March 6, 1978.
 Waters and Watercourses — Nonnavigable Lakes — Boating — Regulation — Local Action. RCW 88.12.020, which requires care in the operation of motor propelled boats, is a reasonable exercise of the police power insofar as it regulates the exercise of riparian rights on nonnavigable lakes. Local ordinances which prohibit boating are in conflict with the statute and are void under Const. art. 11, § 11.
 Waters and Watercourses — Nonnavigable Lakes — Boating — Prohibition — Effect. The use of a nonnavigable lake for recreational boating is a valuable property right of riparian owners. Governmental prohibition of that use is a constitutional taking requiring compensation under Const. art. 1, § 16.
Nature of Action: A prosecution for violation of a county ordinance prohibiting operation of a motorboat on a certain lake was dismissed in justice court on the ground that the subject was preempted by a general law.
Superior Court: The Superior Court for Snohomish County, No. 131309, Paul D. Hansen, J., on January 22, 1976, vacated the dismissal and remanded the cause to justice court for trial.
Court of Appeals: The court holds that local ordinances prohibiting boating on nonnavigable lakes conflict with existing state law and also effect a constitutional taking of a property right. The judgment of the Superior Court is reversed and the charge is dismissed.
Cooper Lyderson and Donald J. Lyderson, for appellant.
Robert E. Schillberg, Prosecuting Attorney, and Eugene Butler, Deputy, for respondents.
A citation was filed in Everett District Court, Snohomish County, charging the defendant Oliver Keith Jergensen with violation of Snohomish County Code 10.28.051, which prohibited operation of a motorboat on the waters of Lake Bosworth. Violation of this resolution was a misdemeanor. The defendant admitted that he had operated his boat in contravention of county regulations.
The defendant moved to dismiss alleging that the County did not have jurisdiction to prohibit the use of internal combustion engines on nonnavigable lakes in Snohomish County. The district court judge concluded that state law preempted the County's authority and dismissed the action. The cause was appealed to superior court, and following a hearing the order of dismissal was set aside, findings, conclusions and a judgment were entered, and the cause remanded for trial. The defendant appeals the judgment of the Superior Court.
Lake Bosworth is within the boundaries of Snohomish County, being one of over 450 lakes therein. It is 95.4 acres in size, ranking it about the tenth largest in the county. The lake's greatest depth is 80 feet. It is used for recreation and fishing.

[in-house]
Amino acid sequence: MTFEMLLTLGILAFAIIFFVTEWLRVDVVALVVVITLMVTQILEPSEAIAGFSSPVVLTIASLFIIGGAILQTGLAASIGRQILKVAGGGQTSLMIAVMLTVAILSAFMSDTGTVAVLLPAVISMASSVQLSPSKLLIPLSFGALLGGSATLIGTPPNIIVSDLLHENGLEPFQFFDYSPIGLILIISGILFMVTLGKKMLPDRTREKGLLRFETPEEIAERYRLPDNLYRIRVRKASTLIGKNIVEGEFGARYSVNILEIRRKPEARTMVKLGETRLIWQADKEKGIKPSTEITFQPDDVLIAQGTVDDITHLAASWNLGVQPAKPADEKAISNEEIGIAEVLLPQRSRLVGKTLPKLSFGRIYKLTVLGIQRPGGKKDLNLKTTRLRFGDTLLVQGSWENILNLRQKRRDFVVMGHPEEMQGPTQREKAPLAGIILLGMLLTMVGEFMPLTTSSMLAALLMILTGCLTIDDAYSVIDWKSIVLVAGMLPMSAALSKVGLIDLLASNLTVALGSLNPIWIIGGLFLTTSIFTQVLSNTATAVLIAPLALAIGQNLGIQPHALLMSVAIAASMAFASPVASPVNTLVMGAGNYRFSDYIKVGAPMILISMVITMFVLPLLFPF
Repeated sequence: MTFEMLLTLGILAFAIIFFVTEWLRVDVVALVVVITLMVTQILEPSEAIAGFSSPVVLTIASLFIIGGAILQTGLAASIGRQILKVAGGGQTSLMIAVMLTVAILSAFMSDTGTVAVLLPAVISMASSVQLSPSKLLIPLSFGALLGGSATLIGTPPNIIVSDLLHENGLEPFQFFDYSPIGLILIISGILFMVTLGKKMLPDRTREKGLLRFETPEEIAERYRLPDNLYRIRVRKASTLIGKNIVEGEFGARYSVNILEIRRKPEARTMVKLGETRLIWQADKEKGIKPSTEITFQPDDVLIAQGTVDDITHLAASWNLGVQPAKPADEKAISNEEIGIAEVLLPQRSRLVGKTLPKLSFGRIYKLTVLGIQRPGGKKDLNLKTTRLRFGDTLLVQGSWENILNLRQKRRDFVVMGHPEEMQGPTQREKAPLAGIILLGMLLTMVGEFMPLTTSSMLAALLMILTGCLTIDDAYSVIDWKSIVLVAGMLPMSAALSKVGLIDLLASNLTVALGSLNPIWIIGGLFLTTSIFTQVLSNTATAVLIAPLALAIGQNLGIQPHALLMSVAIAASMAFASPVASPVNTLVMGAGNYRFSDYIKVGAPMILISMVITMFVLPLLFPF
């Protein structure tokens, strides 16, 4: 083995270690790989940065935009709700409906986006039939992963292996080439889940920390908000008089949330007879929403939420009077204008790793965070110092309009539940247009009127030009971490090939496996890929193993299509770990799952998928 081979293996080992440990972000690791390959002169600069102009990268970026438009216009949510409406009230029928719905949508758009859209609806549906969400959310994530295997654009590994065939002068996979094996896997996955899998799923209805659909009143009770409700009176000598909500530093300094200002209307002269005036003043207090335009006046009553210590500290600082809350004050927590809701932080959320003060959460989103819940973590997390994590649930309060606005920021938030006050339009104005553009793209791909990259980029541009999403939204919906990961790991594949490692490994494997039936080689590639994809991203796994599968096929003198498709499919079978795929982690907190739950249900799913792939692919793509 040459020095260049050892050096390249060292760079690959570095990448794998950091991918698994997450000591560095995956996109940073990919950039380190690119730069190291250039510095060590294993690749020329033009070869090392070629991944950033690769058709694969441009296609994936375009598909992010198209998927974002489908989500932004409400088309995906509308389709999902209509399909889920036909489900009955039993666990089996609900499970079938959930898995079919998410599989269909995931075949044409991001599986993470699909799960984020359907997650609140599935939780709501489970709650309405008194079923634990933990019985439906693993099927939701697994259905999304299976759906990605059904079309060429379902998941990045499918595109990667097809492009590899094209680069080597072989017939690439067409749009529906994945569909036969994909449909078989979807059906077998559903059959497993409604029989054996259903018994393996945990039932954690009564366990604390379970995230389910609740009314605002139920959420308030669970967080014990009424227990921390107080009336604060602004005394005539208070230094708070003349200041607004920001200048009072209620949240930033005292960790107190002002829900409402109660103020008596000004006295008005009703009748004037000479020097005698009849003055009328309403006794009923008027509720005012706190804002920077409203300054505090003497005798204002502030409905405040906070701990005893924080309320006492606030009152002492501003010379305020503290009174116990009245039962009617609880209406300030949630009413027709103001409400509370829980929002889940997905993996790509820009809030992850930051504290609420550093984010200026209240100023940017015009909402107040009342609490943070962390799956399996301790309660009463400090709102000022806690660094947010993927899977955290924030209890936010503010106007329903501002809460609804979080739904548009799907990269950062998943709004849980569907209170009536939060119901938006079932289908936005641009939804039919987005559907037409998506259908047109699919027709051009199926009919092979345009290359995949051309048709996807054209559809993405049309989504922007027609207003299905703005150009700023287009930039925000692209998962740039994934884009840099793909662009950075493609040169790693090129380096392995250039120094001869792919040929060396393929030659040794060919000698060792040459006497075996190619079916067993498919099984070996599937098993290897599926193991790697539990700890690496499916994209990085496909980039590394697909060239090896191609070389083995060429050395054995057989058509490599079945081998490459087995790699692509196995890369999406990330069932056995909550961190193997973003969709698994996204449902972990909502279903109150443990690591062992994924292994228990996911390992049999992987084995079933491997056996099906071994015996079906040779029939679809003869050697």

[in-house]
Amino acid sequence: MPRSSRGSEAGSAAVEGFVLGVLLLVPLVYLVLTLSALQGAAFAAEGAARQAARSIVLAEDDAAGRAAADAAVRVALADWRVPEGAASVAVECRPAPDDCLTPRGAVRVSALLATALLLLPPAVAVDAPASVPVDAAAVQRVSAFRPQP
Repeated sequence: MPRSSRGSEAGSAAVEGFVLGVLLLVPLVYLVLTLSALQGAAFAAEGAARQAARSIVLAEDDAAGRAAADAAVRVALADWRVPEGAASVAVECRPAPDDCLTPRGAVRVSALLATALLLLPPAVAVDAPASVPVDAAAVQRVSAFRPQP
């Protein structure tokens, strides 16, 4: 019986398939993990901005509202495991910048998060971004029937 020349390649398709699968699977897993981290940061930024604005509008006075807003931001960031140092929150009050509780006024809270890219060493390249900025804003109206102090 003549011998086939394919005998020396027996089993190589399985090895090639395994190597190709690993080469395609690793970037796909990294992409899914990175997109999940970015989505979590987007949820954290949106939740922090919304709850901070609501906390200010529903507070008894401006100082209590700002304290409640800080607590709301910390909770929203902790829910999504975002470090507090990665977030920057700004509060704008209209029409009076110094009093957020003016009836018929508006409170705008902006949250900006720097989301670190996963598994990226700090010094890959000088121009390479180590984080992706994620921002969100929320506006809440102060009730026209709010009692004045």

Snohomish County Code 10.28.051 provides in part:
10.28.051 Regulations — Internal combustion motors prohibited on certain lakes. Due to the inadequate flow and other factors making discharge of internal combustion motors polluting and the small size and configuration rendering the use of internal combustion motor powered watercraft hazardous, it is unlawful to operate internal combustion motor powered watercraft upon the following lakes:
. . .
Lake Bosworth Located in Sec. 36, Twp. 30 N., Range 6 E, W.M. and Sec. 31, Twp. 30 N, Range 7 E, W.M.
The penalty provisions are contained in Snohomish County Code 10.28.060, as follows:
10.28.060 Penalty for violation. Any violation of this chapter shall constitute a misdemeanor and shall be punishable as provided in Section 1.01.100.
Since the date of the incident for which the defendant was charged, Snohomish County has enacted a comprehensive water use regulation regulating boating, swimming, skiing tournaments and other activities on all the lakes in Snohomish County. The subsequent enactment continues to prohibit the use of internal combustion motors on Lake Bosworth except (1) by law enforcement agencies, and (2) during tournaments. The subsequent enactment classifies lakes and assigns permitted and prohibited uses, designates areas in certain lakes restricted to swimming and prohibiting motorboats; designates times and areas restricted to drag boats or restricted to tournaments, and other restrictions designed to accommodate competing water uses. The comprehensive enactment continues to prohibit the use of internal combustion motors on Lake Bosworth.